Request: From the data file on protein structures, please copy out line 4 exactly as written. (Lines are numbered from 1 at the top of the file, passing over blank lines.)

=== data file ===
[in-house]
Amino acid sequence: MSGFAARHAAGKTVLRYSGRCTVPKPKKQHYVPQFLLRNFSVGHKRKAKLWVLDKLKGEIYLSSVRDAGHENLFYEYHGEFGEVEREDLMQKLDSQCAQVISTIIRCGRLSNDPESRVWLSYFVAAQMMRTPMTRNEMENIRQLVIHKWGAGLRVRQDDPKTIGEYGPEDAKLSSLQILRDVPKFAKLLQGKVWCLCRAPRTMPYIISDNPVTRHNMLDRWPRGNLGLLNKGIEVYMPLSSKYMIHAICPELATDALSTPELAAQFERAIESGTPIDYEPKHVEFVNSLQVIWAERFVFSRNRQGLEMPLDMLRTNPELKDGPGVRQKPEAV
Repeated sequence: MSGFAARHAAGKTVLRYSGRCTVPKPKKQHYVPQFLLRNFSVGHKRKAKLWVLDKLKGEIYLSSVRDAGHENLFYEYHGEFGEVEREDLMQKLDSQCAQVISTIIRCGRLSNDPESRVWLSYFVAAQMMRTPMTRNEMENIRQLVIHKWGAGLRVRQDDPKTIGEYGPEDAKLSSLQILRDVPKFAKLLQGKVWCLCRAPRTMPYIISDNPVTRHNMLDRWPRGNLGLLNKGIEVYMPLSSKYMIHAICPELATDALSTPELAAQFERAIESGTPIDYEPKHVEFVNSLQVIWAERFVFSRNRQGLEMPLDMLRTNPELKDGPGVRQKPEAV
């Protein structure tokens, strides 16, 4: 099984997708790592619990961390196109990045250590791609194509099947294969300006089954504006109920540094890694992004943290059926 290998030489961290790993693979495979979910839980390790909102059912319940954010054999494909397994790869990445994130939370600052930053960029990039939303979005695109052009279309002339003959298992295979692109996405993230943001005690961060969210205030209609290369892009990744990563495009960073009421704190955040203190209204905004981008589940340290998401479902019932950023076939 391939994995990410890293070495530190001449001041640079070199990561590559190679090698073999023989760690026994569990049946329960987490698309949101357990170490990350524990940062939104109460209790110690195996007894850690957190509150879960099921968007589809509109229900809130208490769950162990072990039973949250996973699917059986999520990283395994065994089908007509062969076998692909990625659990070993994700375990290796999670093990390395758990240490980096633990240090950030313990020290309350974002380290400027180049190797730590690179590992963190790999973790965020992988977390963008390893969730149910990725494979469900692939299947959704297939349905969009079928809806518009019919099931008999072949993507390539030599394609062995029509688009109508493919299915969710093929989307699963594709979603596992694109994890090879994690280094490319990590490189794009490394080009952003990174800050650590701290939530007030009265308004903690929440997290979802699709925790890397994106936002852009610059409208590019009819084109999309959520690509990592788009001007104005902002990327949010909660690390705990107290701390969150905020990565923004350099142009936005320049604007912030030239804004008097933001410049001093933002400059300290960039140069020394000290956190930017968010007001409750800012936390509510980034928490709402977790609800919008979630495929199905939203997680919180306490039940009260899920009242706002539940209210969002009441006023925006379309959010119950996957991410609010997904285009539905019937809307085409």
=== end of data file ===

């Protein structure tokens, strides 16, 4: 099984997708790592619990961390196109990045250590791609194509099947294969300006089954504006109920540094890694992004943290059926 290998030489961290790993693979495979979910839980390790909102059912319940954010054999494909397994790869990445994130939370600052930053960029990039939303979005695109052009279309002339003959298992295979692109996405993230943001005690961060969210205030209609290369892009990744990563495009960073009421704190955040203190209204905004981008589940340290998401479902019932950023076939 391939994995990410890293070495530190001449001041640079070199990561590559190679090698073999023989760690026994569990049946329960987490698309949101357990170490990350524990940062939104109460209790110690195996007894850690957190509150879960099921968007589809509109229900809130208490769950162990072990039973949250996973699917059986999520990283395994065994089908007509062969076998692909990625659990070993994700375990290796999670093990390395758990240490980096633990240090950030313990020290309350974002380290400027180049190797730590690179590992963190790999973790965020992988977390963008390893969730149910990725494979469900692939299947959704297939349905969009079928809806518009019919099931008999072949993507390539030599394609062995029509688009109508493919299915969710093929989307699963594709979603596992694109994890090879994690280094490319990590490189794009490394080009952003990174800050650590701290939530007030009265308004903690929440997290979802699709925790890397994106936002852009610059409208590019009819084109999309959520690509990592788009001007104005902002990327949010909660690390705990107290701390969150905020990565923004350099142009936005320049604007912030030239804004008097933001410049001093933002400059300290960039140069020394000290956190930017968010007001409750800012936390509510980034928490709402977790609800919008979630495929199905939203997680919180306490039940009260899920009242706002539940209210969002009441006023925006379309959010119950996957991410609010997904285009539905019937809307085409």